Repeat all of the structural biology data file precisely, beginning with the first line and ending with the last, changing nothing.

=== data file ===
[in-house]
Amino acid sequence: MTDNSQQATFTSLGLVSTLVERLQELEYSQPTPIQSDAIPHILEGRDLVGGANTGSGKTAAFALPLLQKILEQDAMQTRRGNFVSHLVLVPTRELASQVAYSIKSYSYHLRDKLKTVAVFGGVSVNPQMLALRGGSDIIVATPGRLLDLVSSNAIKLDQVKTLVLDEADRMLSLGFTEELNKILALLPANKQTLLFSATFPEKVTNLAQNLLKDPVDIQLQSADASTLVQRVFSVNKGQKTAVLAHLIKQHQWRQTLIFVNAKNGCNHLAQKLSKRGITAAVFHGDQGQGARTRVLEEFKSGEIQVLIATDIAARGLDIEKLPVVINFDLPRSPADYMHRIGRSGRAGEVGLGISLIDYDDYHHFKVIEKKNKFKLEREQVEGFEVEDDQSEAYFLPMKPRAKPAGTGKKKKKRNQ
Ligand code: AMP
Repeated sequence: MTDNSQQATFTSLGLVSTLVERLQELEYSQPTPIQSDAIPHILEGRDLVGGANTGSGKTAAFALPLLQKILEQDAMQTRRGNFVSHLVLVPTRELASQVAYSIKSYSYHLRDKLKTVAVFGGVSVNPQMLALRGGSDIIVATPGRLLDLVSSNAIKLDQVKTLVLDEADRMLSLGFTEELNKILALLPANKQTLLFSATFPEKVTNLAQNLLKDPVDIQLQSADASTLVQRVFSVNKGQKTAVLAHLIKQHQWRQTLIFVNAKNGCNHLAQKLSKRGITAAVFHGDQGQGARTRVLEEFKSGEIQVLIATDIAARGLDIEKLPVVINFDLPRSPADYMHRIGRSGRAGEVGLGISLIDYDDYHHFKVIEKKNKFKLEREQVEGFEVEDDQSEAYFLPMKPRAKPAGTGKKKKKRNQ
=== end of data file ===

[in-house]
Amino acid sequence: MTDNSQQATFTSLGLVSTLVERLQELEYSQPTPIQSDAIPHILEGRDLVGGANTGSGKTAAFALPLLQKILEQDAMQTRRGNFVSHLVLVPTRELASQVAYSIKSYSYHLRDKLKTVAVFGGVSVNPQMLALRGGSDIIVATPGRLLDLVSSNAIKLDQVKTLVLDEADRMLSLGFTEELNKILALLPANKQTLLFSATFPEKVTNLAQNLLKDPVDIQLQSADASTLVQRVFSVNKGQKTAVLAHLIKQHQWRQTLIFVNAKNGCNHLAQKLSKRGITAAVFHGDQGQGARTRVLEEFKSGEIQVLIATDIAARGLDIEKLPVVINFDLPRSPADYMHRIGRSGRAGEVGLGISLIDYDDYHHFKVIEKKNKFKLEREQVEGFEVEDDQSEAYFLPMKPRAKPAGTGKKKKKRNQ
Ligand code: AMP
Repeated sequence: MTDNSQQATFTSLGLVSTLVERLQELEYSQPTPIQSDAIPHILEGRDLVGGANTGSGKTAAFALPLLQKILEQDAMQTRRGNFVSHLVLVPTRELASQVAYSIKSYSYHLRDKLKTVAVFGGVSVNPQMLALRGGSDIIVATPGRLLDLVSSNAIKLDQVKTLVLDEADRMLSLGFTEELNKILALLPANKQTLLFSATFPEKVTNLAQNLLKDPVDIQLQSADASTLVQRVFSVNKGQKTAVLAHLIKQHQWRQTLIFVNAKNGCNHLAQKLSKRGITAAVFHGDQGQGARTRVLEEFKSGEIQVLIATDIAARGLDIEKLPVVINFDLPRSPADYMHRIGRSGRAGEVGLGISLIDYDDYHHFKVIEKKNKFKLEREQVEGFEVEDDQSEAYFLPMKPRAKPAGTGKKKKKRNQ